Editor’s Note: This column was changed from its original version.
Politics is getting a bad name — again.
It’s a bogus notion in our infinite wisdom we choose great leaders. If it ever was true, such wisdom has exited modern life for various reasons. Among them: an educational system that neither educates nor enlightens; a media geared more to violence and celebrity than to vigilance and the cerebellum; an apathetic populace attuned to triviality rather than reality.
But it probably has been a bogus notion since the founding fathers plugged in our democratic republic and the clock began ticking on this noble yet sputtering experiment called the United States of America. Sure, we had some whiz bang presidents along the way, as well as a thinker or two in Congress and on the Supreme Court, but no more than you could have gotten by lottery or tossing darts at names in a phone book.
“The whole aim of practical politics,” said H.L. Mencken, “is to keep the populace alarmed (and hence clamorous to be led to safety) by menacing it with an endless series of hobgoblins, all of them imaginary.”
Keep that in mind as you assess reports from Texas on the spat between Rosemary Lehmberg, a Democrat who is the Travis County district attorney, and Rick Perry, the Republican who is the state’s governor. The broohaha shows why the 20th century newspaperman and columnist quoted above could see not only into past and present, but also the future.
The facts of the pointless Texas fight are Lehmberg got drunk, picked up by police and Perry brandished his veto voice over her office’s funding in a bid to force her from office, so a special prosecutor was called in and he got a grand jury to indict Perry for something akin to practicing practical politics at the state level while positioning himself to run for president.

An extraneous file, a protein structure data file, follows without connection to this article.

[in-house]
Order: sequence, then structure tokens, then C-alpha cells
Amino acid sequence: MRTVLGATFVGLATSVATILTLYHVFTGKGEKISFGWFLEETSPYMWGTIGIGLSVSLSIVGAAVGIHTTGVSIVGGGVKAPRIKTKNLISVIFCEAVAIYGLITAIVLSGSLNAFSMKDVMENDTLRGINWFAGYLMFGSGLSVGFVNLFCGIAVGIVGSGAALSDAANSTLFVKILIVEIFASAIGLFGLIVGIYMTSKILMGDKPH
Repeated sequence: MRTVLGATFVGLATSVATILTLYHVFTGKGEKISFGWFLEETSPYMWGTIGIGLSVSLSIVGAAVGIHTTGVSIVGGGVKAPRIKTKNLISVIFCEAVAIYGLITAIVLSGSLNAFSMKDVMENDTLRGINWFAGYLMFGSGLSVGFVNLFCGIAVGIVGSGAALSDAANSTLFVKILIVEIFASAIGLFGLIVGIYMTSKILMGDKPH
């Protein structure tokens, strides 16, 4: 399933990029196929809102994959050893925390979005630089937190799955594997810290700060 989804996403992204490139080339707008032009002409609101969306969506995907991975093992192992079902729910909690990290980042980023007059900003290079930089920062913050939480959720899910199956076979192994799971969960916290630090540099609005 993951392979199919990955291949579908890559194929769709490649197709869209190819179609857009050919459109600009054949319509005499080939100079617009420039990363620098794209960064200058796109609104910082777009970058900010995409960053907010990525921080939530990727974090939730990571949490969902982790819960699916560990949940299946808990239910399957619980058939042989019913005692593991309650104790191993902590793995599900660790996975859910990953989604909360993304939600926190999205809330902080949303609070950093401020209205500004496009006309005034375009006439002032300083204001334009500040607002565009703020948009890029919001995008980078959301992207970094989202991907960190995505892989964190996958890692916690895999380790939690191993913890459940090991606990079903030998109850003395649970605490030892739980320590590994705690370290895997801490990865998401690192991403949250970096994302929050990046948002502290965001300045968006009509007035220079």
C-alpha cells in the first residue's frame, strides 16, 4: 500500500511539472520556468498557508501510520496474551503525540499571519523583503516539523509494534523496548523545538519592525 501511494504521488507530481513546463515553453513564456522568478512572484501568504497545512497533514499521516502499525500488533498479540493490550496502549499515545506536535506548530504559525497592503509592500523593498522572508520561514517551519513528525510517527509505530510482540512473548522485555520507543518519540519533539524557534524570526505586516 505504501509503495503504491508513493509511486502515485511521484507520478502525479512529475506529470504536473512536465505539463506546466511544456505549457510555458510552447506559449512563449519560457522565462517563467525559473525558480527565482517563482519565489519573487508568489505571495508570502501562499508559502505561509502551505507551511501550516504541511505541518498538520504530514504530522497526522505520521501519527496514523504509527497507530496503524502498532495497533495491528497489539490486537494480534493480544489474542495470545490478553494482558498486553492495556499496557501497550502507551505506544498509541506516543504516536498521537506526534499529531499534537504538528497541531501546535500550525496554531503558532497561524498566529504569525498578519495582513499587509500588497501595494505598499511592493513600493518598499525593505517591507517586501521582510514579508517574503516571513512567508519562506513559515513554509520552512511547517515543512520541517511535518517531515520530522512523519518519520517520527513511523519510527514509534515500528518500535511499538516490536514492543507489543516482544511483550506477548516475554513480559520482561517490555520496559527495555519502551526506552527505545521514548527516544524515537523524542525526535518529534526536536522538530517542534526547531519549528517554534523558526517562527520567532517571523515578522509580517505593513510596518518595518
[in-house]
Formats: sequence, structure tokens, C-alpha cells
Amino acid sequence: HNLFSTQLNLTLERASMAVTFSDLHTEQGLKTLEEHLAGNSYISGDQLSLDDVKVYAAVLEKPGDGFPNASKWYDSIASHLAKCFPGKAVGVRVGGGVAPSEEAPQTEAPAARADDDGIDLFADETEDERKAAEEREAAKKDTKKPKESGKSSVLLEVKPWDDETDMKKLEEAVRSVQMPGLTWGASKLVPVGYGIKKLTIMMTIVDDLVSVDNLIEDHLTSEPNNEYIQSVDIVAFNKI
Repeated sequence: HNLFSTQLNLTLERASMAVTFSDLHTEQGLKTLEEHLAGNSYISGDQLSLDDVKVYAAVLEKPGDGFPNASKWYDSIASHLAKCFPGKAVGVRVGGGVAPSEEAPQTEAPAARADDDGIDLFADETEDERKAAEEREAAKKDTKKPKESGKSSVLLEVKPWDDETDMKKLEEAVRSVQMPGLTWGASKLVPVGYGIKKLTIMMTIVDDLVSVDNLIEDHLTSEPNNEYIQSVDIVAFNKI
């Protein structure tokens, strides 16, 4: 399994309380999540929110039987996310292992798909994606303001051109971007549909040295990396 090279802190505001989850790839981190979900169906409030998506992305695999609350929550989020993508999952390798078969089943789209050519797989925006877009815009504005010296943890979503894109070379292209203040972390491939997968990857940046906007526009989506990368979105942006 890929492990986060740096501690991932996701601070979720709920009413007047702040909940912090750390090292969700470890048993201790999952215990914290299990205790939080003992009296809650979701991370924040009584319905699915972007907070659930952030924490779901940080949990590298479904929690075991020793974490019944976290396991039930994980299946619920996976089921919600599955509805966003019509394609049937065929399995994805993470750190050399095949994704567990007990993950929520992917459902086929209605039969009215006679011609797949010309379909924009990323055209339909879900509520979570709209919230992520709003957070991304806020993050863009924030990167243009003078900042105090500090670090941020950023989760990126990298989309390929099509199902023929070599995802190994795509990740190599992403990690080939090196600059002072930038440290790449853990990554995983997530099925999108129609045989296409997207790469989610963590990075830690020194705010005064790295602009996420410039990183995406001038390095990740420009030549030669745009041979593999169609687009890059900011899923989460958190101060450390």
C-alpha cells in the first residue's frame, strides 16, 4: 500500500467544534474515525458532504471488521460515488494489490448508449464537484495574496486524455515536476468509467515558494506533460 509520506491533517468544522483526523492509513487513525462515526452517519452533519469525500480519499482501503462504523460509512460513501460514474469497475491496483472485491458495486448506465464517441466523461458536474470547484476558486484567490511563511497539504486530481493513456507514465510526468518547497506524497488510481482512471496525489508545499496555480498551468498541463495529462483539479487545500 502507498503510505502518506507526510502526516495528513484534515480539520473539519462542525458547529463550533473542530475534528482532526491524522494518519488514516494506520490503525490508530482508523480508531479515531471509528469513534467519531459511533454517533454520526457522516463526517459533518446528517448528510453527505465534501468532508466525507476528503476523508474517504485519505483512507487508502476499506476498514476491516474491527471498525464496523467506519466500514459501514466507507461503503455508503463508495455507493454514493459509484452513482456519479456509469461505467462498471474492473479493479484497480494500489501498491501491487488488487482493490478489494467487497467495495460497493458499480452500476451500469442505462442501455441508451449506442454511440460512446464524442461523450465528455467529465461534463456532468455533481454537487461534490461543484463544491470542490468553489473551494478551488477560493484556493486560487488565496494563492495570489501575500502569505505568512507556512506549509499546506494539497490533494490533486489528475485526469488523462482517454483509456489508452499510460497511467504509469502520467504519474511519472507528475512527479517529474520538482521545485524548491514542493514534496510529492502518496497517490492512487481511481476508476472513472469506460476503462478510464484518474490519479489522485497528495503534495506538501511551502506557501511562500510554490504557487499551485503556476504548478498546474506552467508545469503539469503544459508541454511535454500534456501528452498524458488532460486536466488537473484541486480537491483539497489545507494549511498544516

It’s been said a prosecutor can get a grand jury to indict a ham sandwich, but this DA got one to indict a ham. If you recall Perry’s last run for prez, he isn’t even a ham who can remember all of his lines.
This Ken Doll named Rick likely couldn’t or wouldn’t run for prez were he not governor of the large and growing state of Texas. Consider the candidate, then count electoral votes and you’ll know why.
Texas’ net in-migration from 2003-2012 was first in the nation at more than a million. Illinois, from which the current prez hails, lost almost 625,000 folks in the same time span.
California, by the way, lost 1.4 million while Nevada next door picked up almost 275,000 in that period. All this comes from an American Legislative Exchange Council report just released.
Perhaps if outgoing Carson City DA Neil Rombardo would get an indictment against Gov. Brian Sandoval or Mayor Robert Crowell, they could get publicity, too, while seeking the prez prize. Better them than Perry. But probably not.
The Silver State is still short a few electoral college votes.
John Barrette covers Carson City government and business. He can be reached at firstname.lastname@example.org.